To get us to the ultimate goal of a balanced budget, I have a few modest suggestions:

1. Let the Bush tax cuts on those making $250,000 more a year expire. The enactment of these tax cuts back in 2001 and 2003 were a major factor in bringing on the fiscal crisis to begin with, and they were intended to eventually expire anyway.

2. Eliminate earmarks. Truth be told, eliminating earmarks will not make much of a dent in the federal budget deficit, since their total cost amounts to only a small percentage of annual federal spending. But every little bit helps, and every dollar not spent on earmarks is another dollar closer towards balancing the budget. Besides, earmarking is an insidious practice that ought to be done away with even if it has no effect on the deficit.

3. End our permanent military deployments in Western Europe and East Asia. There is no need for us to maintain 80,000 men in Europe, 28,000 men in South Korea, and 30,000 in Japan. Our allies are perfectly capable of defending themselves without our help, and it makes no sense for American soldiers and American taxpayers to bear the burden of protecting countries other than the United States itself.

4. Reduce our nuclear weapons arsenal. We should eliminate our land-based nuclear missiles and our nuclear bomber fleet and rely instead exclusively on submarines, while reducing our nuclear arsenal to 500 weapons. This would in no way endanger national security, since our arsenal would still be more than sufficient to completely destroy any conceivable enemy, and would save us an enormous amount of money every year. As a bonus, it's the moral thing to do, too.

5. Push free trade. Since growing the economy is the best way to help balance the budget, the government should quickly ratify the pending free trade agreements with South Korea, Columbia, and Panama. Once we've finished that, we should immediately resume talks with the European Union on the establishment of a Trans-Atlantic Free Trade Area, while starting negotiations on free trade agreements with India, Brazil, and perhaps other countries.

6. Get realistic about Social Security. We need to remember that Social Security was originally intended as a means to assist extremely elderly people, not provide full incomes for newly-retired people. The age at which its benefits started should have been adjusted as life expectancy increased in the decades since the programs enactment. Clearly, the eligibility age must increase in gradual stages to 70. Of course, in the long run we might consider abolishing Social Security altogether and replacing it with a negative flat income tax, but that's a whole other battle.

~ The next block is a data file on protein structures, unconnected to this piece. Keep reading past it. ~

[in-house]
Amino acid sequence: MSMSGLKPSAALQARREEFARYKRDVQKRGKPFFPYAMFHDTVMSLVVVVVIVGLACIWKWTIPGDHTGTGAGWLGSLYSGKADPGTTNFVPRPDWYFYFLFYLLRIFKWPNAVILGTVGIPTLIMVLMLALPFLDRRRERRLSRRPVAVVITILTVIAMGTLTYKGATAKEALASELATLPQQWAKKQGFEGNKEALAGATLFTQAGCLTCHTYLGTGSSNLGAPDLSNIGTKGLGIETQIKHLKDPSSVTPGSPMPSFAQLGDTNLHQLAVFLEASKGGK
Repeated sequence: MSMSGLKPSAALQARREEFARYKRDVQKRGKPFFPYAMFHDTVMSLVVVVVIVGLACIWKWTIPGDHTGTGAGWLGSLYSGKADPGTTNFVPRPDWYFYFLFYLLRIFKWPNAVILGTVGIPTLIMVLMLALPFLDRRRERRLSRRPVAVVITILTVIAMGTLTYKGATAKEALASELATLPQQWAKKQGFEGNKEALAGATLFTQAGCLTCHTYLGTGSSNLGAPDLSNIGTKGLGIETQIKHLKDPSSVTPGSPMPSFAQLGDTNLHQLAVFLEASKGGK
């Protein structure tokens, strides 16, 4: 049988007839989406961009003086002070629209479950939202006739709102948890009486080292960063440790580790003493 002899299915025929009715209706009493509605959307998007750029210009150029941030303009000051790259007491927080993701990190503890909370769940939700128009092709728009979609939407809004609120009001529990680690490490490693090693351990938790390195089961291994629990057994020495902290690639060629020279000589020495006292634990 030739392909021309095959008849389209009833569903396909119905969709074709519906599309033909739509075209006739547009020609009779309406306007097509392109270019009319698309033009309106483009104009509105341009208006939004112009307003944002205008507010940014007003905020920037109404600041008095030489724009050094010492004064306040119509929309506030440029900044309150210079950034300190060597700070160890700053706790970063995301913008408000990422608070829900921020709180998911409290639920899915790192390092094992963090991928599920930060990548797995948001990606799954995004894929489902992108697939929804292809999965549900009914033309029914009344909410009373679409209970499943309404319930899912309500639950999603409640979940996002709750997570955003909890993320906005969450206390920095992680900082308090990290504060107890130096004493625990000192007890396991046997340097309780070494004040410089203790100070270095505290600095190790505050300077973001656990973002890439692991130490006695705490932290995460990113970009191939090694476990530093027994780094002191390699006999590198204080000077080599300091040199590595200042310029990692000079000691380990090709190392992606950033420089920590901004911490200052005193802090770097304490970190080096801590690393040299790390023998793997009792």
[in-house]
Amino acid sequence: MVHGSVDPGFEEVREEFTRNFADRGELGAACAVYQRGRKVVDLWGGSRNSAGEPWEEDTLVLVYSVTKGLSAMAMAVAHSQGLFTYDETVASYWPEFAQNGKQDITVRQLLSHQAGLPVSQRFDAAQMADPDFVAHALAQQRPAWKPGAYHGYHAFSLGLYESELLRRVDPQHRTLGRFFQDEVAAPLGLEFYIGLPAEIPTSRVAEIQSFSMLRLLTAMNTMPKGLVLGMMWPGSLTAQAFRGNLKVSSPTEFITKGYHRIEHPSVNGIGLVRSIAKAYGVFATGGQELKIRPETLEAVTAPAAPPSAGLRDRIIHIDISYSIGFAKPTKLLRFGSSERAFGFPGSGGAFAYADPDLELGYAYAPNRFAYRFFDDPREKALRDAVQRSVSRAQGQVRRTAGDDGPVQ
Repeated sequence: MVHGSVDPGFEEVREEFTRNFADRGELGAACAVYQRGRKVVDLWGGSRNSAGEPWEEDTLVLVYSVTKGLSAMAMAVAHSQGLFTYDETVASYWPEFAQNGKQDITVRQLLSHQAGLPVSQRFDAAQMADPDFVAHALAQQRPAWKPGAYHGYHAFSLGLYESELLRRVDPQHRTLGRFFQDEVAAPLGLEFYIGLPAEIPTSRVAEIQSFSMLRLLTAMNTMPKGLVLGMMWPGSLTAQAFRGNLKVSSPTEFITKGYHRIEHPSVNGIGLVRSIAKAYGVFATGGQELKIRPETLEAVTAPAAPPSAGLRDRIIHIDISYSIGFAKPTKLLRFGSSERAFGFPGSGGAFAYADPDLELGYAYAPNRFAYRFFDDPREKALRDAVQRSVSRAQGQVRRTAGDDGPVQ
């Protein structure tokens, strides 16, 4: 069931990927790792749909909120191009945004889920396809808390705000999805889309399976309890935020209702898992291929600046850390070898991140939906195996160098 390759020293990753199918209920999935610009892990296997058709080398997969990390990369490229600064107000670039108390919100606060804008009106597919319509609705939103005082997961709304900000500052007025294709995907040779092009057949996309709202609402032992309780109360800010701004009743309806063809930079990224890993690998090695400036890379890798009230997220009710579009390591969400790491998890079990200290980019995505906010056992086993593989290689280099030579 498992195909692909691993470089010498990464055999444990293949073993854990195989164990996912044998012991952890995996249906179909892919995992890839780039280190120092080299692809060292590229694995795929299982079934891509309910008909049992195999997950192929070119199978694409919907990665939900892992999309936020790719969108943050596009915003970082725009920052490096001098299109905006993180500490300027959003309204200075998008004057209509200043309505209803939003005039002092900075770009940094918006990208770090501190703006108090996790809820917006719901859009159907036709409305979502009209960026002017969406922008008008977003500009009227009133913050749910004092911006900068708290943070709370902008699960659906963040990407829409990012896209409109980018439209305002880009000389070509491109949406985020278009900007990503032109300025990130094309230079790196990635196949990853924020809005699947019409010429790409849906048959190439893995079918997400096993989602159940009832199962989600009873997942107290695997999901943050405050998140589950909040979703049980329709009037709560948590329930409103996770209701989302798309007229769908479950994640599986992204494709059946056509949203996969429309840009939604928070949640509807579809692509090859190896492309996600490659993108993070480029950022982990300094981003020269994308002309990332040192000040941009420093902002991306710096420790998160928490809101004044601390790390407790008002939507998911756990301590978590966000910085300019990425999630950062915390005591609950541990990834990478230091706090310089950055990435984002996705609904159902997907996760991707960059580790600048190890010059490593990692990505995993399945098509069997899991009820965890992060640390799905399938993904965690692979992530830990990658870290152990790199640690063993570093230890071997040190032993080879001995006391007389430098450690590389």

7. Enact comprehensive medical malpractice reform. Physicians regularly order unnecessary tests and procedures in order to avoid potential lawsuits, the cost of which is ultimately passed onto the American taxpayer. While serious negligence and criminal incompetence obviously need to be subject to proper litigation, it's clear that we must come down hard on frivolous lawsuits that not only unfairly punish doctors but also cost the federal government billions of dollars every year.

8. Get Medicare under control. This could be done in the same way as with Social Security, by raising the eligibility age to 70. Alternatively, we could simply adopt a Republican proposal to cap Medicare spending at a certain portion of GDP, thus keeping costs down at the price of passing more of the cost onto citizens. Most importantly, we need to use Medicare to keep overall healthcare costs down by using its immense bargaining power to lower the costs of drugs and other medical products. We also need to end the legal immunity that health insurance companies enjoy against antitrust laws.

9. Legalize marijuana. As I discussed in a previous blog post, the simple act of legalizing marijuana would allow the government to raise money by hitting marijuana with a hefty excise tax, similar to the excise taxes already imposed on tobacco and alcohol products, and to save money by massively reducing the cost to law enforcements, the justice system, and the prison system. It's such an obvious move that it seems bizarre that the logic of it is not immediately clear to everybody.

10. Eliminate agricultural subsidies. Whether we're talking about subsidies for ethanol in Iowa or subsidies for sugar producers in South Carolina, these unnecessary government interventions in the economy cost the federal government billions of dollars every year. Even worse, they often artifically raise prices on many products for American consumers by undercutting competition.

These ten steps would by themselves put uon the road towards a balanced budget. But political realities dictate that achieving any of them, to say nothing of all of them, will be very difficult. Still, there is no other way; the budget simply must be balanced. America has triumphed over adversity in the past, and we shall do so again. But it is going to require a great deal of effort and sacrifice on the part of American citizens. One thing is clear: the age of ease is over.

Saturday, August 6, 2011

The United States Should Ratify the Comprehensive Test Ban Treaty

On the 66th anniversary of the dropping of the atomic bomb on Hiroshima, we should take a few moments and reflect on the fact that the continued existence of nuclear weapons on Earth is a grievous sin and an affront to human nature. A few days after the atomic bombings of Hiroshima and Nagasaki, the philosopher Albert Camus said: